Instead, frame the spend as a necessary investment for your company’s overall strategic goals, whether they are more oriented to demand generation or reputation marketing activities.

How you choose to frame the discussion around value is important. For inspiration, Katie referred to the advice of the Cult of Money website, which helps others manage their finances effectively. Consider these three tips:

a) Compare the value of other yearly investments

Understand the value of a new customer advocacy program, compared to other programs whose value may not be as strong.

b) Re-frame which bucket the spending occurs under

Position the spend as part of the budget that aligns most to the value the program will deliver to your company—not a completely new one.

This could be demand generation, or it could be the reputation marketing activities of corporate marketing. For others, it could be framed as supporting your installed base marketing programs to reduce churn and support up-sell/cross-sell into your installed base.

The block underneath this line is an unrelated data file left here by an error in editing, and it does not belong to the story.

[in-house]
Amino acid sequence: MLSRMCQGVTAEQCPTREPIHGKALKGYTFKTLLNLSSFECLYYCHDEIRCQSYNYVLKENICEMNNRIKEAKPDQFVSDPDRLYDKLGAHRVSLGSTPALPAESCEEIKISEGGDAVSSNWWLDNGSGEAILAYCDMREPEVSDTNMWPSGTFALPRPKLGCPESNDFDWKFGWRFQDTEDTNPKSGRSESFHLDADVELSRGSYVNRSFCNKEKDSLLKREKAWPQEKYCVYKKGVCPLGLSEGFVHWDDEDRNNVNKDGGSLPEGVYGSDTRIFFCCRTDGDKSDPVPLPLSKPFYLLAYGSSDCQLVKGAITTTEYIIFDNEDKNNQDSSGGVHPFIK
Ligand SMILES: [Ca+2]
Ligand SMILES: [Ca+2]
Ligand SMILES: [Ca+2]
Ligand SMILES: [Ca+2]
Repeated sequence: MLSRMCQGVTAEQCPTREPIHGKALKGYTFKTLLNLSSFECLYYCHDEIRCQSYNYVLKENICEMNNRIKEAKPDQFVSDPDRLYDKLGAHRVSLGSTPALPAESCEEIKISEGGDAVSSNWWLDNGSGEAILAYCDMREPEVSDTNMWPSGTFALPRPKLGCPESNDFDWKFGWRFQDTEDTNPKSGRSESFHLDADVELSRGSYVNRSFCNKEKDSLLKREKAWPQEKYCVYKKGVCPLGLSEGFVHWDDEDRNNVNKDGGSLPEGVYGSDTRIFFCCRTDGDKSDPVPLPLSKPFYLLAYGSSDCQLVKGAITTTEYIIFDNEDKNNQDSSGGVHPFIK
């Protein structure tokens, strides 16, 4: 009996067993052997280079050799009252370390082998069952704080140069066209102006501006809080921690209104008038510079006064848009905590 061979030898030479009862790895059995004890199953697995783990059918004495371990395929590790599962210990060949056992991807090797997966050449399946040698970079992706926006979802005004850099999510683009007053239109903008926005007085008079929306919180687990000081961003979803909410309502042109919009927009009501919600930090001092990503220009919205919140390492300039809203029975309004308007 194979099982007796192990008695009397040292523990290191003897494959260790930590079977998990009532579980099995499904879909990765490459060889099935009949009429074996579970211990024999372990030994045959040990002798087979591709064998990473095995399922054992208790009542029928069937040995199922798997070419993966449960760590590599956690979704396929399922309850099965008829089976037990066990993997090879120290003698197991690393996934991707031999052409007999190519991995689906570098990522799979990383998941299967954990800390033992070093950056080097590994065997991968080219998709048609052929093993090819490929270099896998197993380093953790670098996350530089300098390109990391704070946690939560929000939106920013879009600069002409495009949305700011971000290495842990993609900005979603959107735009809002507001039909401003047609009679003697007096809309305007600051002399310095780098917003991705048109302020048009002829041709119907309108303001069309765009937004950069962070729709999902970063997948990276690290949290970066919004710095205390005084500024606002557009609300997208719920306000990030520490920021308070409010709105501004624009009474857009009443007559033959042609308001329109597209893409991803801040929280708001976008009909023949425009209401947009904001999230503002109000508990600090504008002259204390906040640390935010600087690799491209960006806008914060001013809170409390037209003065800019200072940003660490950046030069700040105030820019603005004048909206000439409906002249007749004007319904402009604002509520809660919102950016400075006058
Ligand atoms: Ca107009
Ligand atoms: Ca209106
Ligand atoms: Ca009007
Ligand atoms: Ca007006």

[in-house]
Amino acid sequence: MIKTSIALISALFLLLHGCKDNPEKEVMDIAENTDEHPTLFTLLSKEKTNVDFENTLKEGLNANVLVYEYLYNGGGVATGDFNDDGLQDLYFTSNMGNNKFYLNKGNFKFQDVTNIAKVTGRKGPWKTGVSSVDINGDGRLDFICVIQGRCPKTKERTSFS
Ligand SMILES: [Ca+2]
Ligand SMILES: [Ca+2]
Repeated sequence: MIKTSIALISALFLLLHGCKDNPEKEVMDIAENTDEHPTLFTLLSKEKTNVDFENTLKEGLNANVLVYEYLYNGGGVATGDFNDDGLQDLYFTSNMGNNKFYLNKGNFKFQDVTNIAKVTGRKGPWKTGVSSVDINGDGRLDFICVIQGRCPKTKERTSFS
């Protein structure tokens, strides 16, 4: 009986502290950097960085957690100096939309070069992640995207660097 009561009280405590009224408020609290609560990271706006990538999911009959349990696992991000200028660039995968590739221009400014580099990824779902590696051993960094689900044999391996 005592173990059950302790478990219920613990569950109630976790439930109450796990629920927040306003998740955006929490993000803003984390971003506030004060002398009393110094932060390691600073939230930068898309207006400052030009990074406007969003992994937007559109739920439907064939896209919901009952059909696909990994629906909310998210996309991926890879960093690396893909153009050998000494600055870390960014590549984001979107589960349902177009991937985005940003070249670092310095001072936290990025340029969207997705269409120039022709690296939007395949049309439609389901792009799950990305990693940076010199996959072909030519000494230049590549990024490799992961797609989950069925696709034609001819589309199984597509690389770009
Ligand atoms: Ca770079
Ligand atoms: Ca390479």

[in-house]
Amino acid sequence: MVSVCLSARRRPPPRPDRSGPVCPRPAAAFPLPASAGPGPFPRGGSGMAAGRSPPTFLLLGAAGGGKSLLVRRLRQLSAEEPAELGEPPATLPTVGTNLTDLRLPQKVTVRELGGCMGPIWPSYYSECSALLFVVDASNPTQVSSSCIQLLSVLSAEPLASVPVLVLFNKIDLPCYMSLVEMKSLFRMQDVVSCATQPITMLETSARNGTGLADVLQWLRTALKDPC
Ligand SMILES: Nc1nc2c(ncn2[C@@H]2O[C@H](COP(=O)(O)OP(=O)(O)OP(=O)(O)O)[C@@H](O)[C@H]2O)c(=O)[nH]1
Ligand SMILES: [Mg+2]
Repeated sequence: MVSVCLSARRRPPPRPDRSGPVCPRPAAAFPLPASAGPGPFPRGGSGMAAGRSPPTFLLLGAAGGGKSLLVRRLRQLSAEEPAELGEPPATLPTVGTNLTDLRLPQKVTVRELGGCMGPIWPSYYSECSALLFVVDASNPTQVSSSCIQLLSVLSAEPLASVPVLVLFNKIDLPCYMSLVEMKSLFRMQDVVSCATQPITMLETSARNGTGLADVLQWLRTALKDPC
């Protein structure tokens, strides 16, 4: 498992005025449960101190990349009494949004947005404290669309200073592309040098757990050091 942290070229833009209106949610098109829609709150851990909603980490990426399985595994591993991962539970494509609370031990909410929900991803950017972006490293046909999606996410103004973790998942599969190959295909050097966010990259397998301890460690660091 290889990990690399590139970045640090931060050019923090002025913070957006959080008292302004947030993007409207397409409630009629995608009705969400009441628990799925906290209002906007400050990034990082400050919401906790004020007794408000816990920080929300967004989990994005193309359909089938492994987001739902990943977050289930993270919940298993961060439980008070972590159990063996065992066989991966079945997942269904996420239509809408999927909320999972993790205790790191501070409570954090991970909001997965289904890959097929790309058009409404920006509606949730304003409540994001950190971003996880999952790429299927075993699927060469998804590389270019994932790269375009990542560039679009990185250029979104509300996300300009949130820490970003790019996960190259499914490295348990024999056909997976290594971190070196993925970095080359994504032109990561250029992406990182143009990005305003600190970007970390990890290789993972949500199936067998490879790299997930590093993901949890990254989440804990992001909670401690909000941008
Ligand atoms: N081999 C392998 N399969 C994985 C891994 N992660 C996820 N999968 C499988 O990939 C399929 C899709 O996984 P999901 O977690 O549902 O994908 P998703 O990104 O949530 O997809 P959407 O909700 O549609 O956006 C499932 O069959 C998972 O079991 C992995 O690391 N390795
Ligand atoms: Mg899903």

c) Re-frame the frequency of the benefit

Frame the value over a longer period, just like how you would invest in a good pair of boots, justifying the spend with of the multiple years of use you’ll get from them. If your organization prioritizes Customer Lifetime Value (CLV), an investment in customer advocacy should be framed in the context of supporting your company’s goals to maximize CLV.

“The bottom line is this—it’s all about believing in the value, then convincing others to also believe in the value of investing in a customer advocacy program,” says Katie.

SimpliVity’s customer advocacy program has not only delivered tangible ROI, but it’s also deepened their relationship with their customers and enabled advocates to network with each other.

That’s a success, no matter how you frame it.

More helpful customer advocacy program resources: